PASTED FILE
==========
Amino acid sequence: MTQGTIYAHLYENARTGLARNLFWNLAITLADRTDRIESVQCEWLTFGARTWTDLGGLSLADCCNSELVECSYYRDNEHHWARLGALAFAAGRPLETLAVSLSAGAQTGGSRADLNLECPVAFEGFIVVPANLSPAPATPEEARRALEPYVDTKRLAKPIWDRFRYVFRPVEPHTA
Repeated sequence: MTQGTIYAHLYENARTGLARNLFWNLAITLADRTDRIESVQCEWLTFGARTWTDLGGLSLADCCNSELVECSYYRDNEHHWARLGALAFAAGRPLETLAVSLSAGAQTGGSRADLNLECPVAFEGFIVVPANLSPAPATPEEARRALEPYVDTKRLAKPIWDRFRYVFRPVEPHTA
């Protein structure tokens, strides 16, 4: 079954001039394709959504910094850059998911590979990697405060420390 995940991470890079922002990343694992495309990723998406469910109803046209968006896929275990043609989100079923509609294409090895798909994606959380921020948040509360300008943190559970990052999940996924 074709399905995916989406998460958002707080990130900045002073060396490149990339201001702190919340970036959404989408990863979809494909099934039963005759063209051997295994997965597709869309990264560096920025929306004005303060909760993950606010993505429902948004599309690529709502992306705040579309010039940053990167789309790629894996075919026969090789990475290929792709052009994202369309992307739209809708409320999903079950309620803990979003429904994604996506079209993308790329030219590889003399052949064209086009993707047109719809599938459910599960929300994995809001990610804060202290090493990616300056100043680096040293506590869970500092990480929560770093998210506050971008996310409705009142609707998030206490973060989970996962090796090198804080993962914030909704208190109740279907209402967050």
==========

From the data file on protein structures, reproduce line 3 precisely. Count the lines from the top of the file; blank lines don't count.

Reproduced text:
């Protein structure tokens, strides 16, 4: 079954001039394709959504910094850059998911590979990697405060420390 995940991470890079922002990343694992495309990723998406469910109803046209968006896929275990043609989100079923509609294409090895798909994606959380921020948040509360300008943190559970990052999940996924 074709399905995916989406998460958002707080990130900045002073060396490149990339201001702190919340970036959404989408990863979809494909099934039963005759063209051997295994997965597709869309990264560096920025929306004005303060909760993950606010993505429902948004599309690529709502992306705040579309010039940053990167789309790629894996075919026969090789990475290929792709052009994202369309992307739209809708409320999903079950309620803990979003429904994604996506079209993308790329030219590889003399052949064209086009993707047109719809599938459910599960929300994995809001990610804060202290090493990616300056100043680096040293506590869970500092990480929560770093998210506050971008996310409705009142609707998030206490973060989970996962090796090198804080993962914030909704208190109740279907209402967050």